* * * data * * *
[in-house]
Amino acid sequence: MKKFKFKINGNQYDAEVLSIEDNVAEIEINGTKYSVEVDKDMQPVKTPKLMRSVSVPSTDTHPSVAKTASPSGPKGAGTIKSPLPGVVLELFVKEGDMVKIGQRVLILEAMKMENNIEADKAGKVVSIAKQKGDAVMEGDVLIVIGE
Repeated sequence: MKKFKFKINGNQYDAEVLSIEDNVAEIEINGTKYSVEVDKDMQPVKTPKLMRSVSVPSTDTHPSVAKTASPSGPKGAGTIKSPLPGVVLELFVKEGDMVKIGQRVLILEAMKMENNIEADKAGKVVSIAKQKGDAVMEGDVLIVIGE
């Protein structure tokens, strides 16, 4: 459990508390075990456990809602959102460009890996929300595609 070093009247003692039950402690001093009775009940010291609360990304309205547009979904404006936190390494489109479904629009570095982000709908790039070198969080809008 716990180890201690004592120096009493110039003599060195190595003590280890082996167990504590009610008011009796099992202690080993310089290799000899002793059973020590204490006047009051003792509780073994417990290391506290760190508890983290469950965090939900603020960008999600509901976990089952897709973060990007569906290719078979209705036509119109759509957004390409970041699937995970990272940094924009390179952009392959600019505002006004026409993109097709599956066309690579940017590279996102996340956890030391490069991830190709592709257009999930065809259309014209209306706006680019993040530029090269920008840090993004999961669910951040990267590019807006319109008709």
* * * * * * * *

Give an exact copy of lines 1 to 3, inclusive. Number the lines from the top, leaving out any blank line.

[in-house]
Amino acid sequence: MKKFKFKINGNQYDAEVLSIEDNVAEIEINGTKYSVEVDKDMQPVKTPKLMRSVSVPSTDTHPSVAKTASPSGPKGAGTIKSPLPGVVLELFVKEGDMVKIGQRVLILEAMKMENNIEADKAGKVVSIAKQKGDAVMEGDVLIVIGE
Repeated sequence: MKKFKFKINGNQYDAEVLSIEDNVAEIEINGTKYSVEVDKDMQPVKTPKLMRSVSVPSTDTHPSVAKTASPSGPKGAGTIKSPLPGVVLELFVKEGDMVKIGQRVLILEAMKMENNIEADKAGKVVSIAKQKGDAVMEGDVLIVIGE